On this site stood Norway House and Norway Yard.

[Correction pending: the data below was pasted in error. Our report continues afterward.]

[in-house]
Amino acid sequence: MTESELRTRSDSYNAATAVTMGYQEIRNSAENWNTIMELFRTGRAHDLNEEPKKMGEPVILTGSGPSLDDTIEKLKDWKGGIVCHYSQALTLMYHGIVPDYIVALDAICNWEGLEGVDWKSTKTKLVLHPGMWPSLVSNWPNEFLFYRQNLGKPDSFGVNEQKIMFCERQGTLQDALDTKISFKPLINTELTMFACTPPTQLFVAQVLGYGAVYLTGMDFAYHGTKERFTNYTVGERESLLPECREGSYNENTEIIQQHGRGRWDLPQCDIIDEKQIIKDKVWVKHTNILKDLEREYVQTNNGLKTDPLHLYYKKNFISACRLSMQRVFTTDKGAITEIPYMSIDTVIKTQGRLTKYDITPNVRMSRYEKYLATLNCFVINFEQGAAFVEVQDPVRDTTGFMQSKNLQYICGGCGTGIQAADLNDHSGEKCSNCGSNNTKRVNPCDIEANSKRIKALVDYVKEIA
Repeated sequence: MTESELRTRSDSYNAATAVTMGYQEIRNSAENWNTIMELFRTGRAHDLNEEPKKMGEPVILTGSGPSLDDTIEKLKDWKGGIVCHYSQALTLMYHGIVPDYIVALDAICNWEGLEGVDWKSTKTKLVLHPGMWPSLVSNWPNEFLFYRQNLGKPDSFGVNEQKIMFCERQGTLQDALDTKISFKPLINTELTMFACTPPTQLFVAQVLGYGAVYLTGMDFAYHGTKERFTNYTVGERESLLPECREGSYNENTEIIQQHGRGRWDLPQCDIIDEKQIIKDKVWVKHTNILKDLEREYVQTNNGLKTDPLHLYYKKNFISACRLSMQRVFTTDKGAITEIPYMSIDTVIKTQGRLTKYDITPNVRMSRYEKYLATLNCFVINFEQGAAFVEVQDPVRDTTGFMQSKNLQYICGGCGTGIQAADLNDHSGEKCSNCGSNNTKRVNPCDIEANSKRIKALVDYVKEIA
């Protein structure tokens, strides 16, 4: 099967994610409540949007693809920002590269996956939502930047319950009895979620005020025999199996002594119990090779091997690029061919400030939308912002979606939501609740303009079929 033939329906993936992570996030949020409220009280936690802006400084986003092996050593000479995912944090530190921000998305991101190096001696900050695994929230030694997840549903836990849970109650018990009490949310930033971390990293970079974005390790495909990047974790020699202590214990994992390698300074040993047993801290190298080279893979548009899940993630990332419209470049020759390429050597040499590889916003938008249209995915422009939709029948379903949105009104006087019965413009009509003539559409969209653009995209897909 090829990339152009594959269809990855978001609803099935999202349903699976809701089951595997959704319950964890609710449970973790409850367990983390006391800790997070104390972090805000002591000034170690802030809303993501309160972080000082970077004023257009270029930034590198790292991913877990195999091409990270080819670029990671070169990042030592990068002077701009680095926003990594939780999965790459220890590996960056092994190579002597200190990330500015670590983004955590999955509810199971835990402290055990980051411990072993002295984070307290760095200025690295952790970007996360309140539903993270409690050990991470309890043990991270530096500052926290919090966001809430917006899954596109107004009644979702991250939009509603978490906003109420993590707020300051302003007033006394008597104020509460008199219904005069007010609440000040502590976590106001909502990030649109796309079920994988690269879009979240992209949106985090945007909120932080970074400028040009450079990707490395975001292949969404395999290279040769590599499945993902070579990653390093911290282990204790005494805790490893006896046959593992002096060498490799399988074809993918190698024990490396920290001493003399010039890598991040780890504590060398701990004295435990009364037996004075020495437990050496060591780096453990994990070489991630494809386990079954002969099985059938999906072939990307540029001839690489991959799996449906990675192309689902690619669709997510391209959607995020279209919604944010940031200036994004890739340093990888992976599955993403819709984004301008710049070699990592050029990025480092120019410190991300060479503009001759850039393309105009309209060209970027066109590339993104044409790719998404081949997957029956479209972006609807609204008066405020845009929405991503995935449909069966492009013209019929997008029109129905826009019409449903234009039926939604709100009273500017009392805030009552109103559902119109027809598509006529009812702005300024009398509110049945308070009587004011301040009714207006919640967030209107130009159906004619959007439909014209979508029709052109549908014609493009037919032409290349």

By the beginning of the 19th century this fine house set in its own large garden, had become a famous boarding academy for young gentlemen. We know that in 1805 the school was run by Bidmead & Johnson, but by 1840 control was in the hands of James Hessey. There is a story in Mary Hill’s “Hampstead in Light and Shade” of bread and apples being smuggled in to the hungry pupils by a kindly maidservant. The house and garden underwent further changes of use before being swept away in 1931 to make room for a garage. At a point nearby coaches set-off for London when Hampstead was a country town.

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